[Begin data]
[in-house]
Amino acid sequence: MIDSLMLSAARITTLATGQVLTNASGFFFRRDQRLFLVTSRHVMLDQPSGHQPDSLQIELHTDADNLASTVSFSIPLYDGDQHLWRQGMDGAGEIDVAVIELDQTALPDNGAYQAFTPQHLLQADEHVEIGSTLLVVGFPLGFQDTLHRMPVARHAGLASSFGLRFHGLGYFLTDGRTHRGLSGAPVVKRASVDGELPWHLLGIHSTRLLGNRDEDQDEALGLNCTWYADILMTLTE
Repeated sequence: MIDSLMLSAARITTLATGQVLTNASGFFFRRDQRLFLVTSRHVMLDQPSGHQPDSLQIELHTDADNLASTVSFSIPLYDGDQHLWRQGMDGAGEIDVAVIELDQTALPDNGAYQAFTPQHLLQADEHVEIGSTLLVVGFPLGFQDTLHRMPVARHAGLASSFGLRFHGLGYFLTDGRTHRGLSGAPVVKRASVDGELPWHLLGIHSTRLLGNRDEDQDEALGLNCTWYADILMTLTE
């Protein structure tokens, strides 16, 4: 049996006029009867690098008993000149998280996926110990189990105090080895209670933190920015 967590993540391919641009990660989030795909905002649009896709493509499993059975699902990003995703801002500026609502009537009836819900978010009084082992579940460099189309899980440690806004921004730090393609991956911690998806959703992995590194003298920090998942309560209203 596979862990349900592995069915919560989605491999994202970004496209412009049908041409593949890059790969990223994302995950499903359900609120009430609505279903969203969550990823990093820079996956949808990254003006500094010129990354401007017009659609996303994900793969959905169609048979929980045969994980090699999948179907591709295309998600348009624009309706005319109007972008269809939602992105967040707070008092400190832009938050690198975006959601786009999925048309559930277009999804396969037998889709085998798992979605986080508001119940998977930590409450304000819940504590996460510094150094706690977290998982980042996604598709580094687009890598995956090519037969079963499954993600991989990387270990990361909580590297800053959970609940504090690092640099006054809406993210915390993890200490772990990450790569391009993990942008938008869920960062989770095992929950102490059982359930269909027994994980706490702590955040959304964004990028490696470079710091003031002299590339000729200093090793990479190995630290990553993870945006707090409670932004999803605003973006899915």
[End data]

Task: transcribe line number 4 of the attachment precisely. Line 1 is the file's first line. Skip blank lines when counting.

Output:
């Protein structure tokens, strides 16, 4: 049996006029009867690098008993000149998280996926110990189990105090080895209670933190920015 967590993540391919641009990660989030795909905002649009896709493509499993059975699902990003995703801002500026609502009537009836819900978010009084082992579940460099189309899980440690806004921004730090393609991956911690998806959703992995590194003298920090998942309560209203 596979862990349900592995069915919560989605491999994202970004496209412009049908041409593949890059790969990223994302995950499903359900609120009430609505279903969203969550990823990093820079996956949808990254003006500094010129990354401007017009659609996303994900793969959905169609048979929980045969994980090699999948179907591709295309998600348009624009309706005319109007972008269809939602992105967040707070008092400190832009938050690198975006959601786009999925048309559930277009999804396969037998889709085998798992979605986080508001119940998977930590409450304000819940504590996460510094150094706690977290998982980042996604598709580094687009890598995956090519037969079963499954993600991989990387270990990361909580590297800053959970609940504090690092640099006054809406993210915390993890200490772990990450790569391009993990942008938008869920960062989770095992929950102490059982359930269909027994994980706490702590955040959304964004990028490696470079710091003031002299590339000729200093090793990479190995630290990553993870945006707090409670932004999803605003973006899915």